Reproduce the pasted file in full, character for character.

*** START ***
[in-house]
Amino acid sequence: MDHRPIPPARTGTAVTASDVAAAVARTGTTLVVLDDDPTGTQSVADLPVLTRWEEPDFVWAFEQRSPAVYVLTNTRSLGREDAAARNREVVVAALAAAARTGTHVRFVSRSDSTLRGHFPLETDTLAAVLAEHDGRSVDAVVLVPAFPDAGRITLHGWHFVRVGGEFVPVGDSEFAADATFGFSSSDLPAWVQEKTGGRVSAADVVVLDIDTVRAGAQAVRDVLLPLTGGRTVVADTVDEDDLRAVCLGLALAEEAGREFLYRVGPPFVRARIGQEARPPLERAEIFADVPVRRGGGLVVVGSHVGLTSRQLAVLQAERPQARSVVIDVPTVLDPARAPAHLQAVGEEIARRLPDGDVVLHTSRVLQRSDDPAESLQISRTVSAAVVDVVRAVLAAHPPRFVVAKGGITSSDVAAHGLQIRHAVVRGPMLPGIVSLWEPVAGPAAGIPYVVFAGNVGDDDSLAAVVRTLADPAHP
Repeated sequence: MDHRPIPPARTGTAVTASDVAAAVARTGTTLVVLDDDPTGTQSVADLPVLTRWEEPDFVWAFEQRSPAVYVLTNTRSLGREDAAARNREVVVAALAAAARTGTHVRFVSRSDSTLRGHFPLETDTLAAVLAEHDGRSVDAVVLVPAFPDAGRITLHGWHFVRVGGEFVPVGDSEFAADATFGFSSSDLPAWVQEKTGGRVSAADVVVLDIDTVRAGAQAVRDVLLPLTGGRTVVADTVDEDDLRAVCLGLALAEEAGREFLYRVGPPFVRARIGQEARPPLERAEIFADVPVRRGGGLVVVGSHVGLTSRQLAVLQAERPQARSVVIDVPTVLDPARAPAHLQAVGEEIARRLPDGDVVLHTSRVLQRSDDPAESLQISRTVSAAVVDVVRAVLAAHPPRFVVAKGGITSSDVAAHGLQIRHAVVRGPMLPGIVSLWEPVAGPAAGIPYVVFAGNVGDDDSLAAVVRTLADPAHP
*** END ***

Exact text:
[in-house]
Amino acid sequence: MDHRPIPPARTGTAVTASDVAAAVARTGTTLVVLDDDPTGTQSVADLPVLTRWEEPDFVWAFEQRSPAVYVLTNTRSLGREDAAARNREVVVAALAAAARTGTHVRFVSRSDSTLRGHFPLETDTLAAVLAEHDGRSVDAVVLVPAFPDAGRITLHGWHFVRVGGEFVPVGDSEFAADATFGFSSSDLPAWVQEKTGGRVSAADVVVLDIDTVRAGAQAVRDVLLPLTGGRTVVADTVDEDDLRAVCLGLALAEEAGREFLYRVGPPFVRARIGQEARPPLERAEIFADVPVRRGGGLVVVGSHVGLTSRQLAVLQAERPQARSVVIDVPTVLDPARAPAHLQAVGEEIARRLPDGDVVLHTSRVLQRSDDPAESLQISRTVSAAVVDVVRAVLAAHPPRFVVAKGGITSSDVAAHGLQIRHAVVRGPMLPGIVSLWEPVAGPAAGIPYVVFAGNVGDDDSLAAVVRTLADPAHP
Repeated sequence: MDHRPIPPARTGTAVTASDVAAAVARTGTTLVVLDDDPTGTQSVADLPVLTRWEEPDFVWAFEQRSPAVYVLTNTRSLGREDAAARNREVVVAALAAAARTGTHVRFVSRSDSTLRGHFPLETDTLAAVLAEHDGRSVDAVVLVPAFPDAGRITLHGWHFVRVGGEFVPVGDSEFAADATFGFSSSDLPAWVQEKTGGRVSAADVVVLDIDTVRAGAQAVRDVLLPLTGGRTVVADTVDEDDLRAVCLGLALAEEAGREFLYRVGPPFVRARIGQEARPPLERAEIFADVPVRRGGGLVVVGSHVGLTSRQLAVLQAERPQARSVVIDVPTVLDPARAPAHLQAVGEEIARRLPDGDVVLHTSRVLQRSDDPAESLQISRTVSAAVVDVVRAVLAAHPPRFVVAKGGITSSDVAAHGLQIRHAVVRGPMLPGIVSLWEPVAGPAAGIPYVVFAGNVGDDDSLAAVVRTLADPAHP